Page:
Work and Travel in Kenya

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Kenya has long been one of the most popular backpacking destinations in Africa. But why not consider doing something out of the ordinary and making a difference in the lives of the people living there. The volunteer opportunities in Kenya will leave you with a life changing experience and the chance to advance your skills at the same time.

Work and travel in Kenya is the best way to open your eyes to new experiences and to put your skills to the test. This guide goes beyond the standard travel guides for Kenya and will reveal some of the incredible volunteering opportunities in the country.

1. Work in Child Care

Travel in Kenya and you’ll soon notice that there are a lot of orphaned children. Help within childcare centres is desperately needed. You’ll be entertaining the kids, supporting trained staff members, and having a great time. You could be teaching them skills, playing fun games, or just acting as a comforter.

There are many child care centres, but most are centred on the capital of Nairobi and Mombasa. You’ll find plenty of organizations offering these programmes.

2. Teach Music in Kenya

Studies have shown that learning an instrument can be extremely beneficial for children, regardless of where they come from. If you have some musical talent, travel in Kenya and teach the children how to play. It could be a guitar, a violin, or a wind instrument.

Programmes for teaching music in Kenya tend to be combined with child care centres. But you can also teach within private music schools and even independently, if you know the right host in Kenya.

3. Sports Education for Health and Fitness

You don’t need to have a qualification to participate within a sports education programme in this country. You could be helping out in a camp for underprivileged children or working within private sports camps for wealthier Kenyans.

It doesn’t matter where you work because sports education is crucial for fitness and well-being. You can make a huge difference to the lives of people, and all while playing a game of soccer.

These programmes are often based in the major cities, but you can also find such sports education opportunities in the rural villages.


The only citizens from countries that can enter without a visa are those from East Africa. South Africans are also able to enter Kenya without the need to have a pre-arranged visa.

However, practically every country in the world (minus a few countries in the Middle East) can apply for a visa via the Kenyan e-visa system. It comes with a small fee, but you don’t need to attend a visa and you can get your visa within seven days from the comfort of your own home.

This includes citizens of the EU, United Kingdom, Canada, the US, Japan, South Korea, and Russia.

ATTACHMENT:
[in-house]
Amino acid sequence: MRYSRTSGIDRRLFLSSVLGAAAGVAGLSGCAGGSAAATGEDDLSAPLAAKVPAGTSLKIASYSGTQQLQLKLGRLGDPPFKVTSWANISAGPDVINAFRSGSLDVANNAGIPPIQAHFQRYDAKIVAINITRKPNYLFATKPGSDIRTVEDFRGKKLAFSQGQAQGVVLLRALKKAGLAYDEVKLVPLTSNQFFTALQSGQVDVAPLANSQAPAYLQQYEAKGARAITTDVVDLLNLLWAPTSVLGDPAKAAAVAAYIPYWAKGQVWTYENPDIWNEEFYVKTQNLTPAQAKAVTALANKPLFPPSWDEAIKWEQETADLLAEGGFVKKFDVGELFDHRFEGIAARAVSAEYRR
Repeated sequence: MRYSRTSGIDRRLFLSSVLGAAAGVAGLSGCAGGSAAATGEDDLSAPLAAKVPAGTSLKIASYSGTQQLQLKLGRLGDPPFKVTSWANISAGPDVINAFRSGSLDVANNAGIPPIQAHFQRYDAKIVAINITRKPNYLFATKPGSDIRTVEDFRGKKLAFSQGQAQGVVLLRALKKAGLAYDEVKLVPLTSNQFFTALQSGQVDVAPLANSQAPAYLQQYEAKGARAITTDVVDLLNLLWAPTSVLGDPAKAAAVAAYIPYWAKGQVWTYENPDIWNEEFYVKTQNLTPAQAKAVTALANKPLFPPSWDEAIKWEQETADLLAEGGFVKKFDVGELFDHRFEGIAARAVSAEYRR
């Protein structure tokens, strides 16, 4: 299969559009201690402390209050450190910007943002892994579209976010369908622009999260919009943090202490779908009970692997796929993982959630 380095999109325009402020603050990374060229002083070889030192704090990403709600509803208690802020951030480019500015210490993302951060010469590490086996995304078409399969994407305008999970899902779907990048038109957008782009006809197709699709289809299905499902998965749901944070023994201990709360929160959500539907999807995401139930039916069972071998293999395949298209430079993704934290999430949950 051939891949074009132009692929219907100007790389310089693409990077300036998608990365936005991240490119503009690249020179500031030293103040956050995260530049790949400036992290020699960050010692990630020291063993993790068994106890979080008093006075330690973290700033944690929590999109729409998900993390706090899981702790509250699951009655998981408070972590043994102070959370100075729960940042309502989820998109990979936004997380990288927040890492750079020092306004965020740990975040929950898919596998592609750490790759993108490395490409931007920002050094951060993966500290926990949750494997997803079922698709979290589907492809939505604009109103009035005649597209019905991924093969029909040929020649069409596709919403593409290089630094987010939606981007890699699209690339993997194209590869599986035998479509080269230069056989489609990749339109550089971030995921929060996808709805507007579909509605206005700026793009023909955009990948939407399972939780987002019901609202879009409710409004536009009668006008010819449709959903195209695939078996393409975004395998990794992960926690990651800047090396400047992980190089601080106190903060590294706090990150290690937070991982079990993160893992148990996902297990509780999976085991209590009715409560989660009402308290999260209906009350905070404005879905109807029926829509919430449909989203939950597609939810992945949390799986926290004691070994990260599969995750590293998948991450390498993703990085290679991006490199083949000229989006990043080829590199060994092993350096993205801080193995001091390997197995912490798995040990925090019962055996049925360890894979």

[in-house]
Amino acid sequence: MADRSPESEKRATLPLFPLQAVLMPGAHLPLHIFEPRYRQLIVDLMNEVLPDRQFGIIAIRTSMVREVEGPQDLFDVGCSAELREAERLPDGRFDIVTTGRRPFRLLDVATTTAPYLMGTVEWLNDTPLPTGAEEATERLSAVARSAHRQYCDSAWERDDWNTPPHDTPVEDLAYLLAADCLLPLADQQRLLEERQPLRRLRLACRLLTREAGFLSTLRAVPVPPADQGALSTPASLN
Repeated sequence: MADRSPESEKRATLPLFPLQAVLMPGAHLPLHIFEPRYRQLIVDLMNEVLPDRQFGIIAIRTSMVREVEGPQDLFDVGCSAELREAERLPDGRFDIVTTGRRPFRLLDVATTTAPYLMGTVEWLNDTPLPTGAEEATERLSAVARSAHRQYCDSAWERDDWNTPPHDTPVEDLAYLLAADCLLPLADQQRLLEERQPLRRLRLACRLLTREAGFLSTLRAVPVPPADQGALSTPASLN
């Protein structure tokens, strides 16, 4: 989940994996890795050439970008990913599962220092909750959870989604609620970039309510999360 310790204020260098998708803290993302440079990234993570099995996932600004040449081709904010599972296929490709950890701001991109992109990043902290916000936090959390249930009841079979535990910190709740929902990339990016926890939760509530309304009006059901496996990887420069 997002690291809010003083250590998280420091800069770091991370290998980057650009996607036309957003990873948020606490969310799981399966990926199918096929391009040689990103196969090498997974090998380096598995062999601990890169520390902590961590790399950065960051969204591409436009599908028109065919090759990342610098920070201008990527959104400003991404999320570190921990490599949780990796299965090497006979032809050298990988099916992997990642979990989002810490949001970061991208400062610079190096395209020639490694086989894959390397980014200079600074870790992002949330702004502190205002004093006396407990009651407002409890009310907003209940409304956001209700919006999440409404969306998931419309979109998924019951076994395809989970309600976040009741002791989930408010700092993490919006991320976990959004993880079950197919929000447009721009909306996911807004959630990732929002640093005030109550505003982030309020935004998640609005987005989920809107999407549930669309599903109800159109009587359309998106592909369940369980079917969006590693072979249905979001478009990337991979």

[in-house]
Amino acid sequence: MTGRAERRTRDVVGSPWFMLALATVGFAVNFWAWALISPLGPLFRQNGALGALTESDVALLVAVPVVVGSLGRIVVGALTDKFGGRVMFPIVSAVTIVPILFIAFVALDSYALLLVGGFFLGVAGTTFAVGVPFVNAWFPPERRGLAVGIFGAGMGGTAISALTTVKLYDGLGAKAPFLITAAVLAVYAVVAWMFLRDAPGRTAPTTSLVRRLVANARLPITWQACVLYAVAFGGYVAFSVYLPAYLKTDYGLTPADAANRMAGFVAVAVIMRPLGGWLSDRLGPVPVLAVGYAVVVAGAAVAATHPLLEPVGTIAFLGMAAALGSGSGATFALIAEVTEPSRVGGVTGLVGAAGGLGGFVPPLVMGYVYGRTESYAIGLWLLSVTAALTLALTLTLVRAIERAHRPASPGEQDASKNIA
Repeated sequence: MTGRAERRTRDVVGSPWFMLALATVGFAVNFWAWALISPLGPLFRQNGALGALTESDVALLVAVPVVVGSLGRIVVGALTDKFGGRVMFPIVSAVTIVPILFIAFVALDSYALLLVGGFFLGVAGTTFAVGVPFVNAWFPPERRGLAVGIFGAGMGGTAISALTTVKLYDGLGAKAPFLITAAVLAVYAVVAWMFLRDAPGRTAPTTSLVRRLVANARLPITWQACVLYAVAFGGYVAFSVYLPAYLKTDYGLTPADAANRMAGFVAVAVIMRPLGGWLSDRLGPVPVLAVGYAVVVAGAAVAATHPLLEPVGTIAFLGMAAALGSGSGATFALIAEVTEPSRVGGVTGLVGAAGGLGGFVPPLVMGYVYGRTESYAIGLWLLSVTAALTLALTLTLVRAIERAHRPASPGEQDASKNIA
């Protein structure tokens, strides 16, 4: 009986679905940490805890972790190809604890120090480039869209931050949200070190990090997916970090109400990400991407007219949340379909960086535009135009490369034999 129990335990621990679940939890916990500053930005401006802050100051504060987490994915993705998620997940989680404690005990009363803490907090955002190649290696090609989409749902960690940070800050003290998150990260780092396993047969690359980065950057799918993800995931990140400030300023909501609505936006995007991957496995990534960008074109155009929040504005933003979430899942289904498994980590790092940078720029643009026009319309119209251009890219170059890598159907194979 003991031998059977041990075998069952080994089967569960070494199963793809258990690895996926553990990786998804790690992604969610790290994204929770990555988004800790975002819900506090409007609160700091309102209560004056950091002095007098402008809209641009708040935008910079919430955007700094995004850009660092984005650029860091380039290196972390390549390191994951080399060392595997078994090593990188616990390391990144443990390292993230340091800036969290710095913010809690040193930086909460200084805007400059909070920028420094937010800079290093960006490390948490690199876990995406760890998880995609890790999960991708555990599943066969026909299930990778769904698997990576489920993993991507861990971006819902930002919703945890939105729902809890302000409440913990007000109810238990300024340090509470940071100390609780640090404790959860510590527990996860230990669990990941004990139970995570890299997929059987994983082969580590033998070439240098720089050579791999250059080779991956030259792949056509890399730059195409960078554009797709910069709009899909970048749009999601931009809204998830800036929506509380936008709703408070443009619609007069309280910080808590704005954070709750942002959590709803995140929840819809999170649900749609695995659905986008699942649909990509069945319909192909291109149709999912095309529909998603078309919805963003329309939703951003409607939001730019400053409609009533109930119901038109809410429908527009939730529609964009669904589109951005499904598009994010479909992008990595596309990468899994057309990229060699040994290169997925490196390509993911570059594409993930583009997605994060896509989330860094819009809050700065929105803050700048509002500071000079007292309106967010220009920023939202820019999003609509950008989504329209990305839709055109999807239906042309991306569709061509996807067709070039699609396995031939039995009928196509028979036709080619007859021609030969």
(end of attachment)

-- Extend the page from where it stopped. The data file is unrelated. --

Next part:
You may also apply for the East African Tourist Visa. This is a single entry 90-day visa that covers all of Kenya, Rwanda, and Uganda. It’s a great option if you intend to work and travel in Kenya and some of the other East African countries.

Just make sure to apply for your visas well in advance as the online system has been known to have glitches in the past. You should also be aware that a lot of these



The spring is perhaps the worst season for work and travel in Kenya as this is when the worst rainy months hit the country. Most things, including the game lodges, close for this period after the main tourist season.

If you do want to come and work in Kenya this is the season to avoid. Even a lot of traditional volunteer projects, such as construction, close at this time of year as working in those conditions is much too hazardous.


Summer time still brings a lot of rain, but the coastal areas of Kenya see a break in the rain. Much of the seaweed and choppy seas around the Horn of Africa clears and both diving and snorkelling camps appear again.

You should know that the chances of finding paid work in Kenya are low. But volunteer opportunities in Kenya are abundant when it comes to the coastal areas. The relative safety of the country, despite bordering Somalia, has brought a burgeoning tourist industry and it’s possible to find work at this time of year in the resorts.


The autumn months see the end of the rainy season and the resurgence of the safari industry. You should look into finding work on construction projects and sports education camps in the later months of autumn within the interior. It can still get cold around the Masai Mara, but many of these projects begin to operate at full capacity again.


The winter time is the high season for activity in Kenya. Whether it’s an English speaking camp for children or a women’s education project in Mombasa, you’ll find something throughout the winter months. You can often find medical interns looking to expand their experience within makeshift pharmacies at this time of year.

Just make sure you apply for your projects well in advance of the winter months as places get taken up quickly.


Understand that Kenya makes a huge amount of money from rich tourists and even volunteers in Kenya will be considered rich. It’s not uncommon to be harassed by locals, particularly in the touristy areas. This shouldn’t put you off because they’re not dangerous or violent just insistent.

But Kenyans are largely a welcoming people, as is the case with the majority of East Africa. As long as you’re not taking on unskilled paid work you won’t be seen as a problem and you won’t experience any issues when joining up with your volunteering project in Kenya.

Are you ready to take on the challenge of a volunteering opportunity in Kenya?

Recent Contributors

  • Edited on May 11 2021 by
  • Edited on Jan 15 2018 by Yara

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